*Laments spate of infrastructural decay in Nigeria

By Perez Brisibe

CLASS ’91 of the Government College Ughelli Old Boys Association, GCUOBA, as part of efforts to celebrate its annual reunion activities, has renovated the school’s library as part of effort to give back to the school.

The class also lamented what it described as the spate of infrastructural decay amidst child mortality in the country adding that these challenges have positioned Nigeria in its current state of underdevelopment.

Commissioning the project which the acting president of the class, Mr. Duku Akporode said cost a total of N1.9million, GCUOBA President General, Chief Charles Majoro, represented by the first Vice President of the association, Mr. Albert Akpomudje, lauded the initiative of the class to have embarked on the project describing it as one of the most important to the school due to its strategic location.

For Mr. Akporode, the project was a way of the class to give their widow’s mite back to the school as part of activities to mark their anniversary years after graduation.

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In his paper presentation earlier, the guest speaker, Joel Ibok who also is a member of the GCUOBA Class ’91, noted that there is widespread dilapidation of infrastructure in public schools adding that the business of public education in Nigeria is in a huge dispiriting state, a reason he said basic education has become a humongous commercial venture with tainted standard.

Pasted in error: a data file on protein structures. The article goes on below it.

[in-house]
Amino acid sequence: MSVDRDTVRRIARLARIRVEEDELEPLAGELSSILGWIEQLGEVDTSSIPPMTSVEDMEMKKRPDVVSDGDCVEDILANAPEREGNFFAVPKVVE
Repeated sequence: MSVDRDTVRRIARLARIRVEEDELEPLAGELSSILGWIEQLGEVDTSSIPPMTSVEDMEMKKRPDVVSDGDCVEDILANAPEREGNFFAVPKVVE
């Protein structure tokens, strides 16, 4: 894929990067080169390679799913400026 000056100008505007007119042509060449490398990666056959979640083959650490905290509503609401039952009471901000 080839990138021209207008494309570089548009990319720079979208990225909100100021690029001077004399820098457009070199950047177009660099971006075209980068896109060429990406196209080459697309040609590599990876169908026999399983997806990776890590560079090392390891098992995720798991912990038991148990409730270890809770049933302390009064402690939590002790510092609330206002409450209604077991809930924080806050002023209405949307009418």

According to him, “Every child has a right to all privileges including the right to survive and thrive in life. Children have a right to health, education, family life, play and recreation, an adequate standard of living, access to justice and to be protected from abuse and harm. Unfortunately, this has not been the case, particularly in the continent of Africa.

“So far, for every 1,000 children born alive, 38 do not see the end of the first month. UNICEF also indicates that most of these children die from preventable ailments like malaria, diarrhoea, meningitis and measles. The question to ask is what happens to the children who live beyond their fifth birthday in Nigeria. And the answer is not far-fetched because at least 13.5 million of those are out of school at the moment.”

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